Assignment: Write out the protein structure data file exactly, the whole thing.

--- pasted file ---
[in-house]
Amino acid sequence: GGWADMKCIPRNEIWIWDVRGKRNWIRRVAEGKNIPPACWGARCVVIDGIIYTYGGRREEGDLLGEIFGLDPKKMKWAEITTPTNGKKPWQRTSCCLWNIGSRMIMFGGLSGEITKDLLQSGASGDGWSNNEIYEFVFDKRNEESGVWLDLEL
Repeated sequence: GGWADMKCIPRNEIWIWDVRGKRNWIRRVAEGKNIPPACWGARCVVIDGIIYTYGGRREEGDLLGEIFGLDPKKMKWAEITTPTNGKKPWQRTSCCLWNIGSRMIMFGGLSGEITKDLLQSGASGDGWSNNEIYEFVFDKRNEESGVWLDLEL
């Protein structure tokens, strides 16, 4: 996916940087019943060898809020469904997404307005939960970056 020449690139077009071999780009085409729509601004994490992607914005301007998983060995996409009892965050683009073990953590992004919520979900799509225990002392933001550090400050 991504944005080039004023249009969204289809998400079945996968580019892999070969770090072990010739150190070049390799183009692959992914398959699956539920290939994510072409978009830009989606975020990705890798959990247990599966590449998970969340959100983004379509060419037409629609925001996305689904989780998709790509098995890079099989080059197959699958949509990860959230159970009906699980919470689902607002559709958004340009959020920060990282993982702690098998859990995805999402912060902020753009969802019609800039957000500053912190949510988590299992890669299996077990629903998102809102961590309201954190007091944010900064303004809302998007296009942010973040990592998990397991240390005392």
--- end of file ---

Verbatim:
[in-house]
Amino acid sequence: GGWADMKCIPRNEIWIWDVRGKRNWIRRVAEGKNIPPACWGARCVVIDGIIYTYGGRREEGDLLGEIFGLDPKKMKWAEITTPTNGKKPWQRTSCCLWNIGSRMIMFGGLSGEITKDLLQSGASGDGWSNNEIYEFVFDKRNEESGVWLDLEL
Repeated sequence: GGWADMKCIPRNEIWIWDVRGKRNWIRRVAEGKNIPPACWGARCVVIDGIIYTYGGRREEGDLLGEIFGLDPKKMKWAEITTPTNGKKPWQRTSCCLWNIGSRMIMFGGLSGEITKDLLQSGASGDGWSNNEIYEFVFDKRNEESGVWLDLEL
């Protein structure tokens, strides 16, 4: 996916940087019943060898809020469904997404307005939960970056 020449690139077009071999780009085409729509601004994490992607914005301007998983060995996409009892965050683009073990953590992004919520979900799509225990002392933001550090400050 991504944005080039004023249009969204289809998400079945996968580019892999070969770090072990010739150190070049390799183009692959992914398959699956539920290939994510072409978009830009989606975020990705890798959990247990599966590449998970969340959100983004379509060419037409629609925001996305689904989780998709790509098995890079099989080059197959699958949509990860959230159970009906699980919470689902607002559709958004340009959020920060990282993982702690098998859990995805999402912060902020753009969802019609800039957000500053912190949510988590299992890669299996077990629903998102809102961590309201954190007091944010900064303004809302998007296009942010973040990592998990397991240390005392």